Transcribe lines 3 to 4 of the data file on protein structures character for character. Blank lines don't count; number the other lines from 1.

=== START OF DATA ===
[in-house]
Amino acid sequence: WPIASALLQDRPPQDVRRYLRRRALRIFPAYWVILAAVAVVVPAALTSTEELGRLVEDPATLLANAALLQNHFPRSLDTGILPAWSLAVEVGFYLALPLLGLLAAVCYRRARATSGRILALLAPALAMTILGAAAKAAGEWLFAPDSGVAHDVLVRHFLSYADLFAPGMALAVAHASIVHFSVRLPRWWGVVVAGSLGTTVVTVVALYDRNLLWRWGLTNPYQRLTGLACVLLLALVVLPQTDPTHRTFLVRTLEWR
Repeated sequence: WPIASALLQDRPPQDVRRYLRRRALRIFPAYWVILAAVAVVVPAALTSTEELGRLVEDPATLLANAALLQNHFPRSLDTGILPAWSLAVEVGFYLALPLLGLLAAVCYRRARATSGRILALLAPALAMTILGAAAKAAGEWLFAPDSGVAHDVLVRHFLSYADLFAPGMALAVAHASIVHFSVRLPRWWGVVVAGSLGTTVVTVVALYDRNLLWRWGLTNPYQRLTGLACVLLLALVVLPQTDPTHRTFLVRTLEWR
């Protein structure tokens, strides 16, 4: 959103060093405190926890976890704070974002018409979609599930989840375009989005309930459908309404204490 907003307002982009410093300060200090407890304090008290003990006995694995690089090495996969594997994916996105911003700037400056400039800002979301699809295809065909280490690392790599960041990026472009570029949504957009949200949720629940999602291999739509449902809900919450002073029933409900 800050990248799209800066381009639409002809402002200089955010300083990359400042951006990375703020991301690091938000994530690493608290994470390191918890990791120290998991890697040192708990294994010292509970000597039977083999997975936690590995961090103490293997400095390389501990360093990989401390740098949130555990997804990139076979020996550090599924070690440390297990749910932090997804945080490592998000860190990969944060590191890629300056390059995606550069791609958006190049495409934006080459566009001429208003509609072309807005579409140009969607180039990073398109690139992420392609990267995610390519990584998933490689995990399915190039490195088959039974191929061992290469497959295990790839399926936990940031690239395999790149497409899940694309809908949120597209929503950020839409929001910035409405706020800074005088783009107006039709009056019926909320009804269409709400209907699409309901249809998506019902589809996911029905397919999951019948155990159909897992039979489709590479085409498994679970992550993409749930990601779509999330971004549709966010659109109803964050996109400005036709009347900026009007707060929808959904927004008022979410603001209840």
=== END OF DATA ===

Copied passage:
Repeated sequence: WPIASALLQDRPPQDVRRYLRRRALRIFPAYWVILAAVAVVVPAALTSTEELGRLVEDPATLLANAALLQNHFPRSLDTGILPAWSLAVEVGFYLALPLLGLLAAVCYRRARATSGRILALLAPALAMTILGAAAKAAGEWLFAPDSGVAHDVLVRHFLSYADLFAPGMALAVAHASIVHFSVRLPRWWGVVVAGSLGTTVVTVVALYDRNLLWRWGLTNPYQRLTGLACVLLLALVVLPQTDPTHRTFLVRTLEWR
């Protein structure tokens, strides 16, 4: 959103060093405190926890976890704070974002018409979609599930989840375009989005309930459908309404204490 907003307002982009410093300060200090407890304090008290003990006995694995690089090495996969594997994916996105911003700037400056400039800002979301699809295809065909280490690392790599960041990026472009570029949504957009949200949720629940999602291999739509449902809900919450002073029933409900 800050990248799209800066381009639409002809402002200089955010300083990359400042951006990375703020991301690091938000994530690493608290994470390191918890990791120290998991890697040192708990294994010292509970000597039977083999997975936690590995961090103490293997400095390389501990360093990989401390740098949130555990997804990139076979020996550090599924070690440390297990749910932090997804945080490592998000860190990969944060590191890629300056390059995606550069791609958006190049495409934006080459566009001429208003509609072309807005579409140009969607180039990073398109690139992420392609990267995610390519990584998933490689995990399915190039490195088959039974191929061992290469497959295990790839399926936990940031690239395999790149497409899940694309809908949120597209929503950020839409929001910035409405706020800074005088783009107006039709009056019926909320009804269409709400209907699409309901249809998506019902589809996911029905397919999951019948155990159909897992039979489709590479085409498994679970992550993409749930990601779509999330971004549709966010659109109803964050996109400005036709009347900026009007707060929808959904927004008022979410603001209840």